even at my age, i take baby steps to come out to more people, because it is the only way that teaches people: wow. i like him. i respect him. he's a good guy. and he *happens* to be gay. i still hear stupid remarks from people i work with but i notice how THEY notice when they make them in front of me. if i laugh, they breathe a sigh of relief. if i don't, they apologize.

even this weekend, coming out to the bf's realtor, we both had thought, "she HAS to know." and she didn't. and she was entirely cool with it, but what seems like it is written in huge magic marker across our heads (to us) is sometimes not even remotely obvious to other people. because i'm not a "typical gay"? hell if i know.

anyway: to make a very long response to your post a little longer (hehehe)...thank you. for all your do!

Birdie said...

Jeepguy, your story is why I must follow my call. I cannot sit by while such hurt is inflicted upon innocent men and women, whether physically, emotionally or legally. I would take your pain if I could. But sorrow shared is sorrow divided. Be at peace with yourself, sweetie. You are who you’re supposed to be.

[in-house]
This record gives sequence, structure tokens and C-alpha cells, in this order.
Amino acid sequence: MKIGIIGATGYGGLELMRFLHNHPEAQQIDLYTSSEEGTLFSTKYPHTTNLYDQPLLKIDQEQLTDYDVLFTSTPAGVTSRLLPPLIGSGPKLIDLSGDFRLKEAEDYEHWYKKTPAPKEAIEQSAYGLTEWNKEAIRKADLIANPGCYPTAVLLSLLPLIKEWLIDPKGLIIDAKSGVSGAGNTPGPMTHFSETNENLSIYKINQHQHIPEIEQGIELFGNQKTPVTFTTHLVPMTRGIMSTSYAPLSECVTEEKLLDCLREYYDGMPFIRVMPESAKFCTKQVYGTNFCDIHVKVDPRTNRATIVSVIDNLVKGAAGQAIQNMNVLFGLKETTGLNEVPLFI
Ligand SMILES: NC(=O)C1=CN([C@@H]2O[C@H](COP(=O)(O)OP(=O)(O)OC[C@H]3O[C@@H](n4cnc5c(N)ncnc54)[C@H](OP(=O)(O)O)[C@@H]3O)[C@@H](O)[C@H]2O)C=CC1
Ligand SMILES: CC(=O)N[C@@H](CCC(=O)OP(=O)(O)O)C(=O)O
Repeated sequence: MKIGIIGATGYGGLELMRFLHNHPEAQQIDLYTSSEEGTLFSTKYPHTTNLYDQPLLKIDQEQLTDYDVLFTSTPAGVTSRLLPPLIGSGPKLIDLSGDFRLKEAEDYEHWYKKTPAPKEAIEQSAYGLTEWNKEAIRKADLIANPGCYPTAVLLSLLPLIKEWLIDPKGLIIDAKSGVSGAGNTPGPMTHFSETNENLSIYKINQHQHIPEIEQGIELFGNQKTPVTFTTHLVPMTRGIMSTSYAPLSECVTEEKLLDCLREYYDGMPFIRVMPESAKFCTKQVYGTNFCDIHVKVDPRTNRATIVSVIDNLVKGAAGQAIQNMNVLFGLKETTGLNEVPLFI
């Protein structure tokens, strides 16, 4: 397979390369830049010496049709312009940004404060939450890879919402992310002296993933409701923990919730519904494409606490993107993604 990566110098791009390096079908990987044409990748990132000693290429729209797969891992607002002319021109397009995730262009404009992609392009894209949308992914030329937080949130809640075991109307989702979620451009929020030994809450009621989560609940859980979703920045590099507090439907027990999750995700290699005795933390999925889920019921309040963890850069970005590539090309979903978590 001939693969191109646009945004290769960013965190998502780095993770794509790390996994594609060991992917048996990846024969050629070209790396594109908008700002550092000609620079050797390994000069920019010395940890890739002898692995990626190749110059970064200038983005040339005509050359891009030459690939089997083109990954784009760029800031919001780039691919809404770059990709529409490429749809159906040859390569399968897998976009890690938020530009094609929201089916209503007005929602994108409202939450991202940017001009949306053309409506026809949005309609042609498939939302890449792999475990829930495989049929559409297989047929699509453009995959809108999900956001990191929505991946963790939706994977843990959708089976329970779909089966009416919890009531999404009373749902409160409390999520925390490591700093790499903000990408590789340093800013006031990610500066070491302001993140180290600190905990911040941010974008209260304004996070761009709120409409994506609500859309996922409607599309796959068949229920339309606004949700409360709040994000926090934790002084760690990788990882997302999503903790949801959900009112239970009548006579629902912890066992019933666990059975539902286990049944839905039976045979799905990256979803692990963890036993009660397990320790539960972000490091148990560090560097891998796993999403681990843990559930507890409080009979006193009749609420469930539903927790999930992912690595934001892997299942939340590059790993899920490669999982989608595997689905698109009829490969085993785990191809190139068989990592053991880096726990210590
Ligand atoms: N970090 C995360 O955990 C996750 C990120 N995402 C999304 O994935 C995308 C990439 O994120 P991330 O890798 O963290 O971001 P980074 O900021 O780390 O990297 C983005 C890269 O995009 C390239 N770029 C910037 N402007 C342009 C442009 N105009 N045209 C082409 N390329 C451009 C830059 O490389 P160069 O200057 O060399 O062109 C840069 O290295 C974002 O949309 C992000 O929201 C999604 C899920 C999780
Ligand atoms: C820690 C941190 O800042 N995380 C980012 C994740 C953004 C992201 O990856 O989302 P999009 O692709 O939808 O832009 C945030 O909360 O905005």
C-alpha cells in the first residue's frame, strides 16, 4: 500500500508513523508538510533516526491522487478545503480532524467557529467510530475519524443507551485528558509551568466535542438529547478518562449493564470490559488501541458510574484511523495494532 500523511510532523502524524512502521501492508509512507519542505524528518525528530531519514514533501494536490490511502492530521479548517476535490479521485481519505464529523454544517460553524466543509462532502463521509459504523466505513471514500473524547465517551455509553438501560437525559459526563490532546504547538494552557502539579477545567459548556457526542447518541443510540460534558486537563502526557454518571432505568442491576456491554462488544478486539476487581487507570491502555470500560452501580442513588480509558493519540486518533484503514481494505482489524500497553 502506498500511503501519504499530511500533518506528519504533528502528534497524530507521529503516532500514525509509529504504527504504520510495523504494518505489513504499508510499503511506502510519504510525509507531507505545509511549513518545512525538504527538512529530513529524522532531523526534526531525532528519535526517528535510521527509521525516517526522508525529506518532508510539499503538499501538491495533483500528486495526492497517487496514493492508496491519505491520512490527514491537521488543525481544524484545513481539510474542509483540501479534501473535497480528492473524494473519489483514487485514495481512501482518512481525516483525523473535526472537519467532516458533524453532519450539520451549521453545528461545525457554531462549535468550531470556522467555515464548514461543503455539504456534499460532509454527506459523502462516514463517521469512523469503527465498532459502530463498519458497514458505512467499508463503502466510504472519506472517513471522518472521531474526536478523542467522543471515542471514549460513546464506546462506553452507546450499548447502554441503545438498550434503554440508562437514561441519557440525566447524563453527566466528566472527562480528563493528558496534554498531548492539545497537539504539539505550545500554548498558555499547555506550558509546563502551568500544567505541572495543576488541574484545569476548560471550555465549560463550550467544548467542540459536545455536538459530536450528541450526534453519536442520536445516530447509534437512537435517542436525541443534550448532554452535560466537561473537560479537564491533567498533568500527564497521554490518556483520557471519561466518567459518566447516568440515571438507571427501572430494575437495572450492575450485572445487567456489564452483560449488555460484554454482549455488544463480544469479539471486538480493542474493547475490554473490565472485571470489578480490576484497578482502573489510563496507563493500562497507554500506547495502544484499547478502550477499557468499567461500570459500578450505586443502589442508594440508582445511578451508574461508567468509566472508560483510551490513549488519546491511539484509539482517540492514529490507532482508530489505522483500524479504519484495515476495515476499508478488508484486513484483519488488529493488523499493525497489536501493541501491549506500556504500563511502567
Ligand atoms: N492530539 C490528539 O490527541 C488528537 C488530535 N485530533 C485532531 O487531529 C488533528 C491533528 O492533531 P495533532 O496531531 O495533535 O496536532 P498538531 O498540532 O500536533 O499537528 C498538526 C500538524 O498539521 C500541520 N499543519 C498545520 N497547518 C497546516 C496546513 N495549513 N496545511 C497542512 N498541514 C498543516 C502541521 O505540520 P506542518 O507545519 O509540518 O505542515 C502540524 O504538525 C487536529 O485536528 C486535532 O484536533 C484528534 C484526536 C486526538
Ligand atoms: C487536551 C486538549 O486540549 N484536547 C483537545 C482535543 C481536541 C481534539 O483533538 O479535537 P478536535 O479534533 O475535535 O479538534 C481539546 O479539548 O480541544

Dantallion said...

This series of posts becomes more and more compelling with each installment.

Which way should you go... Cool question, that.

I think that the simplest answer to that is "Whatever direction circumstance, opportunity, and in particular your instincts guide you in".

I feel safe in speaking for many of the people here when I say that, based on what I've come to know of you,I trust completely in your instincts, and your open and honest desire to accomplish wonderful & constructive things for those who you feel have struggled with being treated as "lesser" in the world. Anyone who you choose to help and support would be incredibly fortunate to have you on their side...

Keep being such a kind and generous soul... All things being equal, I believe you'll reap what you sow 10-fold.

Birdie said...

Wow, Dan. Be careful—I am afraid of letting you down, because I am only human. (Remember the incompleteness of the Internet persona, even from me. You don't get the whole picture from my blog.) But I will do everything in my power to earn the trust you have given me.